involution

[ in-vuh-loo-shuhn ]
/ ˌɪn vəˈlu ʃən /

noun

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Origin of involution

First recorded in 1605–15, involution is from the Medieval Latin word involūtiōn- (stem of involūtiō). See involute, -ion

OTHER WORDS FROM involution

su·per·in·vo·lu·tion, noun
Dictionary.com Unabridged Based on the Random House Unabridged Dictionary, © Random House, Inc. 2020

Example sentences from the Web for involution

British Dictionary definitions for involution

involution
/ (ˌɪnvəˈluːʃən) /

noun

Derived forms of involution

involutional, adjective
Collins English Dictionary - Complete & Unabridged 2012 Digital Edition © William Collins Sons & Co. Ltd. 1979, 1986 © HarperCollins Publishers 1998, 2000, 2003, 2005, 2006, 2007, 2009, 2012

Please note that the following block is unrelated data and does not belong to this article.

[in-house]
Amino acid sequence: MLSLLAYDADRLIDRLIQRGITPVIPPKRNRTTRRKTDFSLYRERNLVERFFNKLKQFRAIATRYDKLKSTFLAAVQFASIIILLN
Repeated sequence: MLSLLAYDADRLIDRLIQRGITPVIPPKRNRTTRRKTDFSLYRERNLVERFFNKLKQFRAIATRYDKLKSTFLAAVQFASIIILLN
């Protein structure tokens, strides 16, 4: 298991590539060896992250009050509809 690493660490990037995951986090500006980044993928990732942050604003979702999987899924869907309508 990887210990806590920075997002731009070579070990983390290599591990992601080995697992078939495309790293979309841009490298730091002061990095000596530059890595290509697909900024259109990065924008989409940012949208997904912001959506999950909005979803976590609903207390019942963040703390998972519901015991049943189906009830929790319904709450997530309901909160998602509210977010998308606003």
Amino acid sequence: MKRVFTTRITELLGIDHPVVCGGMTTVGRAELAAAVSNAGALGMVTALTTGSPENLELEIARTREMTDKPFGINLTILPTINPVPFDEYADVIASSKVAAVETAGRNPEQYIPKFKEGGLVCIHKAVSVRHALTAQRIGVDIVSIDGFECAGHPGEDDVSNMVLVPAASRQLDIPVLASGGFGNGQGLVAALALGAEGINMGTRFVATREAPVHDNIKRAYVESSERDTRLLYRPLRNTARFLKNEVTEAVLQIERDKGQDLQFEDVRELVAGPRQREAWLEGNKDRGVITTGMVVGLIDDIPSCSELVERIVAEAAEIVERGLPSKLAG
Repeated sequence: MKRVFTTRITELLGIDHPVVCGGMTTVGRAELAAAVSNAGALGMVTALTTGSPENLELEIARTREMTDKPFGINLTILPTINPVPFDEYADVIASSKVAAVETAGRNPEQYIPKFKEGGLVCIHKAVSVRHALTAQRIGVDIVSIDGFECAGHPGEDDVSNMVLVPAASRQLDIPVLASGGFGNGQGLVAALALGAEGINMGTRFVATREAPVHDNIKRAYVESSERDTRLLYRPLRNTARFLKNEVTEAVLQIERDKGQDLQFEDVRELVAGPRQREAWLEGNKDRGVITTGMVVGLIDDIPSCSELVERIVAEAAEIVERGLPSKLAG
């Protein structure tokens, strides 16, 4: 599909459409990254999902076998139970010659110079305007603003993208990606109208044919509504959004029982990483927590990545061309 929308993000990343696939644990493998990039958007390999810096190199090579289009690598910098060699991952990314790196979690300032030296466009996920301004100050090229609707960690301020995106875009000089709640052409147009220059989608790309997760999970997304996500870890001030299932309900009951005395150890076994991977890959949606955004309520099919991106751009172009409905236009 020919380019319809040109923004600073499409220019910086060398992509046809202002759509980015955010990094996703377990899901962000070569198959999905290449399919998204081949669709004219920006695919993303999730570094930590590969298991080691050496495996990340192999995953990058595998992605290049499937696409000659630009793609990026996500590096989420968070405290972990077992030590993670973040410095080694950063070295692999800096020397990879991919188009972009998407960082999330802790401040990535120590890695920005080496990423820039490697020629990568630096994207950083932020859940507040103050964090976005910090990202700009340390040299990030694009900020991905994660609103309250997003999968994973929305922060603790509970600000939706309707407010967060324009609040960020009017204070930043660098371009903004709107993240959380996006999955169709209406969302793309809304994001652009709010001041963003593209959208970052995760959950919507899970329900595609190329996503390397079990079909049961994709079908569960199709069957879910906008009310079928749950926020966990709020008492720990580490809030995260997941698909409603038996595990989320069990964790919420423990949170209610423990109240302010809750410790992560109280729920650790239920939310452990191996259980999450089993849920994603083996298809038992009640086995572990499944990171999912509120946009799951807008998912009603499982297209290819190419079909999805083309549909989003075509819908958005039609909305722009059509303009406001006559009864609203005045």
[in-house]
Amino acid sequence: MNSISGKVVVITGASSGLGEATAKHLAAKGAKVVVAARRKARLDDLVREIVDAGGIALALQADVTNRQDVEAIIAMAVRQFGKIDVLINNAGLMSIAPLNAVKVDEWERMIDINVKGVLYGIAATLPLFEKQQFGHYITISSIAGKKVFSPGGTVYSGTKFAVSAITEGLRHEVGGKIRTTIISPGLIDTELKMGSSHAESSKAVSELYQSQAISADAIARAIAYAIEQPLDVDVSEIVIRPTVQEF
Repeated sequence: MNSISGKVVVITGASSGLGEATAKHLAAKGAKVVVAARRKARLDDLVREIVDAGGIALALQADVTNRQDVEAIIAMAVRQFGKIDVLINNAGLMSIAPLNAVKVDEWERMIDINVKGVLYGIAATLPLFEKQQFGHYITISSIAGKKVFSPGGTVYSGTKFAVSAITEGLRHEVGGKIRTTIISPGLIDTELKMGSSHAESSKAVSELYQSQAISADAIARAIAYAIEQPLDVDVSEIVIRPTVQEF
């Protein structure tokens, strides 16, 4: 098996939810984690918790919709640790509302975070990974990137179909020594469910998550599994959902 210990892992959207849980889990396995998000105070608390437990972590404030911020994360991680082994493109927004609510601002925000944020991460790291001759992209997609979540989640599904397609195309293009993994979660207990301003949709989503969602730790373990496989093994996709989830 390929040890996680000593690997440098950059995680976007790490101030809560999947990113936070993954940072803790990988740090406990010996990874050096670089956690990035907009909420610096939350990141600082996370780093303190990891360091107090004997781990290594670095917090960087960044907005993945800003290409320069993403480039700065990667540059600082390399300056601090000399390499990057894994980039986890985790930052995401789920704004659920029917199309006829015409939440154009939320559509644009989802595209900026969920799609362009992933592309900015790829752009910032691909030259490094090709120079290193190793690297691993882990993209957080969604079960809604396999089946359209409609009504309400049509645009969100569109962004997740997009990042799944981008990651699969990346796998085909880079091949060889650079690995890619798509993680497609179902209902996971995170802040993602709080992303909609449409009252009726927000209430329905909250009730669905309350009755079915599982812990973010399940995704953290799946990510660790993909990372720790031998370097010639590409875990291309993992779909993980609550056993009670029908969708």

Medical definitions for involution

involution
[ ĭn′və-lōōshən ]

n.

A decrease in size of an organ, as of the uterus following childbirth.
The ingrowth and curling inward of a group of cells, as in the formation of a gastrula from a blastula.
A progressive decline or degeneration of normal physiological functioning occurring as a result of the aging process.catagenesis

Other words from involution

in′vo•lution•al adj.
The American Heritage® Stedman's Medical Dictionary Copyright © 2002, 2001, 1995 by Houghton Mifflin Company. Published by Houghton Mifflin Company.

Scientific definitions for involution

involution
[ ĭn′və-lōōshən ]

A mathematical operation, such as negation, which, when applied to itself, returns the original number.
The ingrowth and curling inward of a group of cells, as in the formation of a gastrula from a blastula.
A decrease in size of an organ, as of the uterus following childbirth.
The American Heritage® Science Dictionary Copyright © 2011. Published by Houghton Mifflin Harcourt Publishing Company. All rights reserved.